Geographic genetic structure of human lice provides insights into human migrations around the globe and past ecological interactions among hominids

Wednesday, November 13, 2013: 10:12 AM
Meeting Room 4 ABC (Austin Convention Center)
Marina Ascunce , Emerging Pathogens Institute, University of Florida, Gainesville, FL
Ariel Toloza , Centro de Investigaciones de Plagas e Insecticidas, Villa Martelli, Argentina
Maria Picollo , Centro de Investigaciones de Plagas e Insecticidas, Villa Martelli, Argentina
Angélica González-Oliver , Facultad de Ciencias, Universidad Nacional Autonoma de Mexico, México D.F, Mexico
David Reed , Florida Museum of Natural History, University of Florida, Gainesville, FL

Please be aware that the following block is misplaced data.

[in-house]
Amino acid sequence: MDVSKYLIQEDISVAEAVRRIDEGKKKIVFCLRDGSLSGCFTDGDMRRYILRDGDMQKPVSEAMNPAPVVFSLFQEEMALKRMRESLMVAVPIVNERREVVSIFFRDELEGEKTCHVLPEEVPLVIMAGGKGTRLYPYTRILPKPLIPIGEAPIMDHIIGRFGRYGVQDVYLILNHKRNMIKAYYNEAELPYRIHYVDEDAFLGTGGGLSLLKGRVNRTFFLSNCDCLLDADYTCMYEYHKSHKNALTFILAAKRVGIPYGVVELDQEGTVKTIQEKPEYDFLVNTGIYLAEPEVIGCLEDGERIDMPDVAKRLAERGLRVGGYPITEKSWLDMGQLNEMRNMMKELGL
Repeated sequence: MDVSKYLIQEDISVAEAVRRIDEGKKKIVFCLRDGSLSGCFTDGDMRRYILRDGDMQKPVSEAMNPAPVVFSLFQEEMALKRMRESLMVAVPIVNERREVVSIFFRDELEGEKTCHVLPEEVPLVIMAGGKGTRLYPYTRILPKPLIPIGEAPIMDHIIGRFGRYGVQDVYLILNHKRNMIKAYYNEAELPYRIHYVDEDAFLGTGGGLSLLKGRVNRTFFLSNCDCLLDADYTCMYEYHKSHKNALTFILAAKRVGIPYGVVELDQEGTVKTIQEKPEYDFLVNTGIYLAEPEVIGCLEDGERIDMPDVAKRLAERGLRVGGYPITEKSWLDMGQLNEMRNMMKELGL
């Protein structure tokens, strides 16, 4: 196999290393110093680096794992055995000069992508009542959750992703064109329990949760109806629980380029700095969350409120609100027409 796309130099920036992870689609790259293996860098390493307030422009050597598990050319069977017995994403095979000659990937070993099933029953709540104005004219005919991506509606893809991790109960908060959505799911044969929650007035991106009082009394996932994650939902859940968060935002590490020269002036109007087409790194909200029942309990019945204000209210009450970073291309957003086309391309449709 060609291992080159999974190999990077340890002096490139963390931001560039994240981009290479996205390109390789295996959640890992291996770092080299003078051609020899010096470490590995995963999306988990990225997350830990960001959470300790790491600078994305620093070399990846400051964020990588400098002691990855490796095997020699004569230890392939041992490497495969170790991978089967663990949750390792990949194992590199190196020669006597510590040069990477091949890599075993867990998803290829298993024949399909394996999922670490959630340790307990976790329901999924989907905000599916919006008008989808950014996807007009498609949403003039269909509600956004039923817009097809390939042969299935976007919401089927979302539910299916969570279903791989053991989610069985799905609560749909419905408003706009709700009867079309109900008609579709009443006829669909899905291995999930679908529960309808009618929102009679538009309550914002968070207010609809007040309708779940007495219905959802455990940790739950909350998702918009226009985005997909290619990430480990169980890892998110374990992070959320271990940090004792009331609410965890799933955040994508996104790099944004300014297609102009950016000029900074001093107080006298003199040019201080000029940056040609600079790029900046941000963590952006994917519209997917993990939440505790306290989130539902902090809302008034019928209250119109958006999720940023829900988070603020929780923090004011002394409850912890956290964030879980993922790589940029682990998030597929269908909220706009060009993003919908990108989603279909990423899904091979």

The extent to which modern humans and archaic hominids interacted directly is a key question in anthropology. Recently, host-specific parasites have been used to better understand the ecology and evolution of humans. For example, mitochondrial DNA (mtDNA) of the human louse (Pediculus humanus) revealed evidence of a population expansion that coincided with the out-of-Africa expansion of modern humans roughly 100,000 years ago. However, this is the case for only one of the three known louse mtDNA haplogroups. Previous studies suggest that the three louse haplogroups (A, B, C) evolved on different hominids as early as 2 million years ago and later switched to modern humans when they co-occurred with other hominids. Here we use both mtDNA sequences and nuclear markers in more than 200 lice from around the world to determine whether the nuclear genome supports the ancient patterns of divergence seen in the mitochondrial genome. Bayesian clustering analyses assigned lice to distinct genetic clusters that were geographically structured. We will discuss the association, or lack of, between each mtDNA haplogroups and nuclear genetic clusters in each continent. These data allow us to assess recombination at the nuclear level in each geographic region and can provide insights into when lice from each mtDNA clade came in contact, thus reflecting host ecological interactions.